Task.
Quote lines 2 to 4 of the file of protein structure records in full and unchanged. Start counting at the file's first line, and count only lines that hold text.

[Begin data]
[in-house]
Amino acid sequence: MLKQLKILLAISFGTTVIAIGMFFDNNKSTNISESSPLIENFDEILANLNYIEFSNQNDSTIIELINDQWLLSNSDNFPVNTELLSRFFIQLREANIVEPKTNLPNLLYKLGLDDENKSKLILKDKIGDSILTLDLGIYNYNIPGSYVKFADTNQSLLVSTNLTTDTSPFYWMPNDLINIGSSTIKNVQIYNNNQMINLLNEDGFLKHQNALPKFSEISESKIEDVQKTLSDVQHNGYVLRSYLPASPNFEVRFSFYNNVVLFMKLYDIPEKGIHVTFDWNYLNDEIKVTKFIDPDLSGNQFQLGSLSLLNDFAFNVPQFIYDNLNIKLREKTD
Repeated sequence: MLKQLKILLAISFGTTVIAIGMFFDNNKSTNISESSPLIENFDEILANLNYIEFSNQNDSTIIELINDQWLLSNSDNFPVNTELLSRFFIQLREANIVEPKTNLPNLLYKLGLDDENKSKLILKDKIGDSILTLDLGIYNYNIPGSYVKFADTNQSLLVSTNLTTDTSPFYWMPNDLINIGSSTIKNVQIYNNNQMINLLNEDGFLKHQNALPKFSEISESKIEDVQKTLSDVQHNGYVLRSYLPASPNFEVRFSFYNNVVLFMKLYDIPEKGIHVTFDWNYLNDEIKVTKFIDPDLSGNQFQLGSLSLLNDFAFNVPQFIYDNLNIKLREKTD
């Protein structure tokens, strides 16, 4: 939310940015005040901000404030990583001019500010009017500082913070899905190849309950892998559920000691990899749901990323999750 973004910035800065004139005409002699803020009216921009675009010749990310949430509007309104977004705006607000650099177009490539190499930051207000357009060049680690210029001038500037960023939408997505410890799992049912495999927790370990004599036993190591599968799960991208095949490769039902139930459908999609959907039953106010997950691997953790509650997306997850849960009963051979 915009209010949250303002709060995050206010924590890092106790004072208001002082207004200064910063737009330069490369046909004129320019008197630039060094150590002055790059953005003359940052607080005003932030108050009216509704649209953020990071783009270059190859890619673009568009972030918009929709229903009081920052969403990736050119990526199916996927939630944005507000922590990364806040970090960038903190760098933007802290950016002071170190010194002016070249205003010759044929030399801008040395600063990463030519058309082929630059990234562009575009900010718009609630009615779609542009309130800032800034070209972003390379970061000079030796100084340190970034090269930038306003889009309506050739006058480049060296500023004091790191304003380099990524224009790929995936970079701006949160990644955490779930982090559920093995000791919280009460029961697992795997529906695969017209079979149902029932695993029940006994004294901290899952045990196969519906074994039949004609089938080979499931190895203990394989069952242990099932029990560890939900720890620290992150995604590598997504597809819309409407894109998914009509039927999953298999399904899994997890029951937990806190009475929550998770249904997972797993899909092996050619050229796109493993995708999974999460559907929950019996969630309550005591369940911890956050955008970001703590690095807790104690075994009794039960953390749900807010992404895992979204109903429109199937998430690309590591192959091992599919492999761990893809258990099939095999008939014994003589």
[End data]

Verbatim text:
Amino acid sequence: MLKQLKILLAISFGTTVIAIGMFFDNNKSTNISESSPLIENFDEILANLNYIEFSNQNDSTIIELINDQWLLSNSDNFPVNTELLSRFFIQLREANIVEPKTNLPNLLYKLGLDDENKSKLILKDKIGDSILTLDLGIYNYNIPGSYVKFADTNQSLLVSTNLTTDTSPFYWMPNDLINIGSSTIKNVQIYNNNQMINLLNEDGFLKHQNALPKFSEISESKIEDVQKTLSDVQHNGYVLRSYLPASPNFEVRFSFYNNVVLFMKLYDIPEKGIHVTFDWNYLNDEIKVTKFIDPDLSGNQFQLGSLSLLNDFAFNVPQFIYDNLNIKLREKTD
Repeated sequence: MLKQLKILLAISFGTTVIAIGMFFDNNKSTNISESSPLIENFDEILANLNYIEFSNQNDSTIIELINDQWLLSNSDNFPVNTELLSRFFIQLREANIVEPKTNLPNLLYKLGLDDENKSKLILKDKIGDSILTLDLGIYNYNIPGSYVKFADTNQSLLVSTNLTTDTSPFYWMPNDLINIGSSTIKNVQIYNNNQMINLLNEDGFLKHQNALPKFSEISESKIEDVQKTLSDVQHNGYVLRSYLPASPNFEVRFSFYNNVVLFMKLYDIPEKGIHVTFDWNYLNDEIKVTKFIDPDLSGNQFQLGSLSLLNDFAFNVPQFIYDNLNIKLREKTD
């Protein structure tokens, strides 16, 4: 939310940015005040901000404030990583001019500010009017500082913070899905190849309950892998559920000691990899749901990323999750 973004910035800065004139005409002699803020009216921009675009010749990310949430509007309104977004705006607000650099177009490539190499930051207000357009060049680690210029001038500037960023939408997505410890799992049912495999927790370990004599036993190591599968799960991208095949490769039902139930459908999609959907039953106010997950691997953790509650997306997850849960009963051979 915009209010949250303002709060995050206010924590890092106790004072208001002082207004200064910063737009330069490369046909004129320019008197630039060094150590002055790059953005003359940052607080005003932030108050009216509704649209953020990071783009270059190859890619673009568009972030918009929709229903009081920052969403990736050119990526199916996927939630944005507000922590990364806040970090960038903190760098933007802290950016002071170190010194002016070249205003010759044929030399801008040395600063990463030519058309082929630059990234562009575009900010718009609630009615779609542009309130800032800034070209972003390379970061000079030796100084340190970034090269930038306003889009309506050739006058480049060296500023004091790191304003380099990524224009790929995936970079701006949160990644955490779930982090559920093995000791919280009460029961697992795997529906695969017209079979149902029932695993029940006994004294901290899952045990196969519906074994039949004609089938080979499931190895203990394989069952242990099932029990560890939900720890620290992150995604590598997504597809819309409407894109998914009509039927999953298999399904899994997890029951937990806190009475929550998770249904997972797993899909092996050619050229796109493993995708999974999460559907929950019996969630309550005591369940911890956050955008970001703590690095807790104690075994009794039960953390749900807010992404895992979204109903429109199937998430690309590591192959091992599919492999761990893809258990099939095999008939014994003589």